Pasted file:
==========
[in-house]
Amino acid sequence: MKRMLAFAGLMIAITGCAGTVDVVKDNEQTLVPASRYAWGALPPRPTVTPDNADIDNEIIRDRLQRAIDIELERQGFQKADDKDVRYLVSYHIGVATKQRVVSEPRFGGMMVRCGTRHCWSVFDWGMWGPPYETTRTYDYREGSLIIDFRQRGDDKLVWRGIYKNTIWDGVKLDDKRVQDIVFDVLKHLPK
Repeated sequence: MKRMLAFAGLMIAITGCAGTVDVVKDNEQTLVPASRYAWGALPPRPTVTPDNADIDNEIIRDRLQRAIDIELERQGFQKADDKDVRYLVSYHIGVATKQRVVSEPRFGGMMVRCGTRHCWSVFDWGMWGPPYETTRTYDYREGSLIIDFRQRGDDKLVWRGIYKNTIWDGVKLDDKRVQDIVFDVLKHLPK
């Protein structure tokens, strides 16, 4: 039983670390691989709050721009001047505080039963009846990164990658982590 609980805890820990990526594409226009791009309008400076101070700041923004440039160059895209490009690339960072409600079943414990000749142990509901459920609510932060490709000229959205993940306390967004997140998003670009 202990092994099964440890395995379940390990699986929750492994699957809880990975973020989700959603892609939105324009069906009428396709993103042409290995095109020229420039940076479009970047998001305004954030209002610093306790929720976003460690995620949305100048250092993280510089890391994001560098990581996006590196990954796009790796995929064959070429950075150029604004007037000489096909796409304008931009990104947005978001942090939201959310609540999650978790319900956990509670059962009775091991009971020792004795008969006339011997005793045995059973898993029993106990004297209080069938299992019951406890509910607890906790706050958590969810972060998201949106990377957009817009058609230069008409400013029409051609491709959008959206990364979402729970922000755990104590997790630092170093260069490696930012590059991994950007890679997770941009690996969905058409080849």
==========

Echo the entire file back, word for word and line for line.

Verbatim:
[in-house]
Amino acid sequence: MKRMLAFAGLMIAITGCAGTVDVVKDNEQTLVPASRYAWGALPPRPTVTPDNADIDNEIIRDRLQRAIDIELERQGFQKADDKDVRYLVSYHIGVATKQRVVSEPRFGGMMVRCGTRHCWSVFDWGMWGPPYETTRTYDYREGSLIIDFRQRGDDKLVWRGIYKNTIWDGVKLDDKRVQDIVFDVLKHLPK
Repeated sequence: MKRMLAFAGLMIAITGCAGTVDVVKDNEQTLVPASRYAWGALPPRPTVTPDNADIDNEIIRDRLQRAIDIELERQGFQKADDKDVRYLVSYHIGVATKQRVVSEPRFGGMMVRCGTRHCWSVFDWGMWGPPYETTRTYDYREGSLIIDFRQRGDDKLVWRGIYKNTIWDGVKLDDKRVQDIVFDVLKHLPK
């Protein structure tokens, strides 16, 4: 039983670390691989709050721009001047505080039963009846990164990658982590 609980805890820990990526594409226009791009309008400076101070700041923004440039160059895209490009690339960072409600079943414990000749142990509901459920609510932060490709000229959205993940306390967004997140998003670009 202990092994099964440890395995379940390990699986929750492994699957809880990975973020989700959603892609939105324009069906009428396709993103042409290995095109020229420039940076479009970047998001305004954030209002610093306790929720976003460690995620949305100048250092993280510089890391994001560098990581996006590196990954796009790796995929064959070429950075150029604004007037000489096909796409304008931009990104947005978001942090939201959310609540999650978790319900956990509670059962009775091991009971020792004795008969006339011997005793045995059973898993029993106990004297209080069938299992019951406890509910607890906790706050958590969810972060998201949106990377957009817009058609230069008409400013029409051609491709959008959206990364979402729970922000755990104590997790630092170093260069490696930012590059991994950007890679997770941009690996969905058409080849």